To gain support in conservative Utah, the push for the legislation focused on helping children suffering from a severe form of epilepsy and the law itself is tempered with restrictions.

The law takes effect on July 1 and expires in 2016. It's restricted to those with severe epilepsy for whom the regular treatments are not effective, and requires a neurologist's consent to obtain and use the extract.

The extract comes from a strain of marijuana called Charlotte's Web, named after the first child treated with it. The plant is low in THC, the hallucinogenic chemical in marijuana, and high in CBD, a chemical that may fight seizures.

Doctors and others have warned that there's no proof yet that the extract is effective at treating epilepsy or even safe, but for parents like Jennifer May of Pleasant Grove, the hope that he oil will give their kids a better quality of life is worth pursuing.

"It helps more than our kids. It will hopefully help other states," said May, whose 11-year-old son can suffer hundreds of seizures a day. "It will hopefully push things a little more on a federal level if they see that even the most conservative states want something done."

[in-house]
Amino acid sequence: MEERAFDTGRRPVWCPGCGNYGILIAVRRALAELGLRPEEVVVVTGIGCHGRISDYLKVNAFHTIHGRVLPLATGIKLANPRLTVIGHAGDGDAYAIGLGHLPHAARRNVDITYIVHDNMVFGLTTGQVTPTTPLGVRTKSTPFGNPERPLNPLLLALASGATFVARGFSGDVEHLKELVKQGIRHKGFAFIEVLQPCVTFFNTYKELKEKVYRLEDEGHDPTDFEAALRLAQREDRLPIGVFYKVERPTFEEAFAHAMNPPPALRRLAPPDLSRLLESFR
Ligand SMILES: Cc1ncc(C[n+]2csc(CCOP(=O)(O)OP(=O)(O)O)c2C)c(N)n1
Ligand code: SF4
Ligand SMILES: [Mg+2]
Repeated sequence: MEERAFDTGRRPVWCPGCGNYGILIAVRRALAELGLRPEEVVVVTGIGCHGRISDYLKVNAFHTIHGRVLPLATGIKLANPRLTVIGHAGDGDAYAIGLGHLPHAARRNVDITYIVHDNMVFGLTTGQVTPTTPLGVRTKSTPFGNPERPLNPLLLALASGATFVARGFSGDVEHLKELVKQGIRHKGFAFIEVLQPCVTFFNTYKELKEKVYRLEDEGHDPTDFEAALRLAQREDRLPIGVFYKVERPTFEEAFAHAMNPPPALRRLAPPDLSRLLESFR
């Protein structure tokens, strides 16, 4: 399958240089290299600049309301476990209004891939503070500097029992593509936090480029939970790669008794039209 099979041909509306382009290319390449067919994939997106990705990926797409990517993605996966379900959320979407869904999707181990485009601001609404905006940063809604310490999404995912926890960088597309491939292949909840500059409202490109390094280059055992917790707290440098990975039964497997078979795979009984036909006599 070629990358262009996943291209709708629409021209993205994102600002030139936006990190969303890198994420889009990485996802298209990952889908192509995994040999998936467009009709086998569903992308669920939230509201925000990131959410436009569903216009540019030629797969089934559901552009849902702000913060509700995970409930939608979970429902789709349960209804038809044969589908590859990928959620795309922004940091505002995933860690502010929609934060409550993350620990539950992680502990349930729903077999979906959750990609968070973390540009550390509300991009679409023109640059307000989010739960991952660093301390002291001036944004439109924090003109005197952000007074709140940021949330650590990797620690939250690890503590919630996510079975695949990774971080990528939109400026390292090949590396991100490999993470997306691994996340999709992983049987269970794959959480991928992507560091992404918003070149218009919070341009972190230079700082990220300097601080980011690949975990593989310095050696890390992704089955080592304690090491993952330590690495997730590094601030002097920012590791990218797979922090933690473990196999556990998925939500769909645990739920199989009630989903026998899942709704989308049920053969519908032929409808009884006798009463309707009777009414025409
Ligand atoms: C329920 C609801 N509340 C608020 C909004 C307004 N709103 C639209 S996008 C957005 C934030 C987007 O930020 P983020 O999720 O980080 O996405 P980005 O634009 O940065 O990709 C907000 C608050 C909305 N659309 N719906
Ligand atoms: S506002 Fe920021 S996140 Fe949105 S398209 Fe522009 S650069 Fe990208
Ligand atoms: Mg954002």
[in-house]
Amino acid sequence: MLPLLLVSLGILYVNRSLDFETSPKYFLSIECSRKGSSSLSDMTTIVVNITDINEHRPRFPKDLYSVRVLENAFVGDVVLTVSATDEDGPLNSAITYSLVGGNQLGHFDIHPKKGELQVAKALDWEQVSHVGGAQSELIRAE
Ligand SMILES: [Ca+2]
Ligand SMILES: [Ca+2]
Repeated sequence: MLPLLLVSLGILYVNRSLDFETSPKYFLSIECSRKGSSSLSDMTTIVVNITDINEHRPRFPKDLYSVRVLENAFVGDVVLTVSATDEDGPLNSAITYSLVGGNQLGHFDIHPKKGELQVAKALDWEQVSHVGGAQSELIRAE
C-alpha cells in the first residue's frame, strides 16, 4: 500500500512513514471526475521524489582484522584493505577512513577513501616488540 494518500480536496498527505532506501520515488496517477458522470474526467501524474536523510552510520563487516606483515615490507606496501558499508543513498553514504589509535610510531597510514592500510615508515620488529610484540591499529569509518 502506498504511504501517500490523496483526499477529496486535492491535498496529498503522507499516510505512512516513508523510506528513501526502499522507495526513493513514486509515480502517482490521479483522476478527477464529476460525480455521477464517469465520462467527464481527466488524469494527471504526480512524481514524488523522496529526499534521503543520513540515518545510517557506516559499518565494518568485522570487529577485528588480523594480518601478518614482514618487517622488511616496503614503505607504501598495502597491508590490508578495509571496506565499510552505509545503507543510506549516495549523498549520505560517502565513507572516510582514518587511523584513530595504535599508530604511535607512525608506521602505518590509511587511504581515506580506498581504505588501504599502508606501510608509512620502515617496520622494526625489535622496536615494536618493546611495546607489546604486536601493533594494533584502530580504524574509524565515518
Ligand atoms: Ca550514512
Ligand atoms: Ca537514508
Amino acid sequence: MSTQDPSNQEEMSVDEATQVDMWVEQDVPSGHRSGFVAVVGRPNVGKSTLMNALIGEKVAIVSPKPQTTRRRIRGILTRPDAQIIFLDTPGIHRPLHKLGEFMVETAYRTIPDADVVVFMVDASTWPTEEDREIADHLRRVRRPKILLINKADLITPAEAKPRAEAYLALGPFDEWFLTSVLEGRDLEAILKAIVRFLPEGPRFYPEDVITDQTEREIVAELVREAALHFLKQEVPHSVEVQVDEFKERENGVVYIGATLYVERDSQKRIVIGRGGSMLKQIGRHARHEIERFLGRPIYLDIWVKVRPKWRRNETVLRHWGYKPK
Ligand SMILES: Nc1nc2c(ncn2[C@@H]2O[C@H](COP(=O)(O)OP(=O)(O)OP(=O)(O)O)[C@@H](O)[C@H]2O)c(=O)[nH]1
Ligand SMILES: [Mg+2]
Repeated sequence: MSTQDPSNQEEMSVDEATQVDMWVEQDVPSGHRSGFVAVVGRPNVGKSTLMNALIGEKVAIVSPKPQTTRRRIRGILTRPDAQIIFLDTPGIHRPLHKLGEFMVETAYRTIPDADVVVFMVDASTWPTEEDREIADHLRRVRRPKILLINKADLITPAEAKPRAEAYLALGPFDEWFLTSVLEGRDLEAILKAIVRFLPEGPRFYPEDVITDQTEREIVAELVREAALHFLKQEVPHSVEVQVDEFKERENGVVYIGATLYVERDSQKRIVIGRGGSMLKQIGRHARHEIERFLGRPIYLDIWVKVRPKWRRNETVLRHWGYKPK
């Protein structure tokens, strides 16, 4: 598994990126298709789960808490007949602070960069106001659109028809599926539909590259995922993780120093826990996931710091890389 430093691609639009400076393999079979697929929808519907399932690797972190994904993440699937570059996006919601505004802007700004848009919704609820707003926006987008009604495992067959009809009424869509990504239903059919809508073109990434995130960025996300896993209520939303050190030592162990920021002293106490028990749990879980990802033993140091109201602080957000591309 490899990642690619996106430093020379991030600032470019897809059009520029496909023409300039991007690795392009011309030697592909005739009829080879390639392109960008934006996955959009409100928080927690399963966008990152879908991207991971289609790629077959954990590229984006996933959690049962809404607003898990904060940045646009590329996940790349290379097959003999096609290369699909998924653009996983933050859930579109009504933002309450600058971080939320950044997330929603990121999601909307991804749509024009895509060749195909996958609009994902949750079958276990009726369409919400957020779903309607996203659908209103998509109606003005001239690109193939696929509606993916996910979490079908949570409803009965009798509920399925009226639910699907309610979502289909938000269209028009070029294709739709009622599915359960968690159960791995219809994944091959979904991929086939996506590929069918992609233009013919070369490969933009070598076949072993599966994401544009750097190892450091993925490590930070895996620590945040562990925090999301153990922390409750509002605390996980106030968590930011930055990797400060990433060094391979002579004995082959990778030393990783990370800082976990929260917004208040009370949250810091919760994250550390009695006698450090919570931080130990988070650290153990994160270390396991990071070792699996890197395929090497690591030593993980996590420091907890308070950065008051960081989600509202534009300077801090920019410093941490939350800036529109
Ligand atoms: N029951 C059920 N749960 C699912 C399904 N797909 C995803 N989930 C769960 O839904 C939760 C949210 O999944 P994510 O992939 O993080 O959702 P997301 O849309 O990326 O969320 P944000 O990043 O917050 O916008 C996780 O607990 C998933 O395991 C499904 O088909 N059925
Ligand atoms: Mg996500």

A similar medical cannabis oil bill was passed recently by the Alabama Legislature and awaits the governor's signature.

On Friday, an Arizona judge ruled that state's medical marijuana law allows patients to consume marijuana-extracts, something state and local officials had determined said were not permitted. The case was prompted by a 5-year-old boy with debilitating seizures.

Some legal experts say states authorizing certain strains of marijuana medicine may be unlikely to produce any relief for patients.

Sam Kamin, a University of Denver law professor who helped craft Colorado's marijuana regulations, said that laws like Utah's are "mostly symbolic."

An August memo from the U.S. Department of Justice told marijuana states that in order for federal authorities to look the other way, states must take steps to prevent diversion to other states where marijuana is not legal.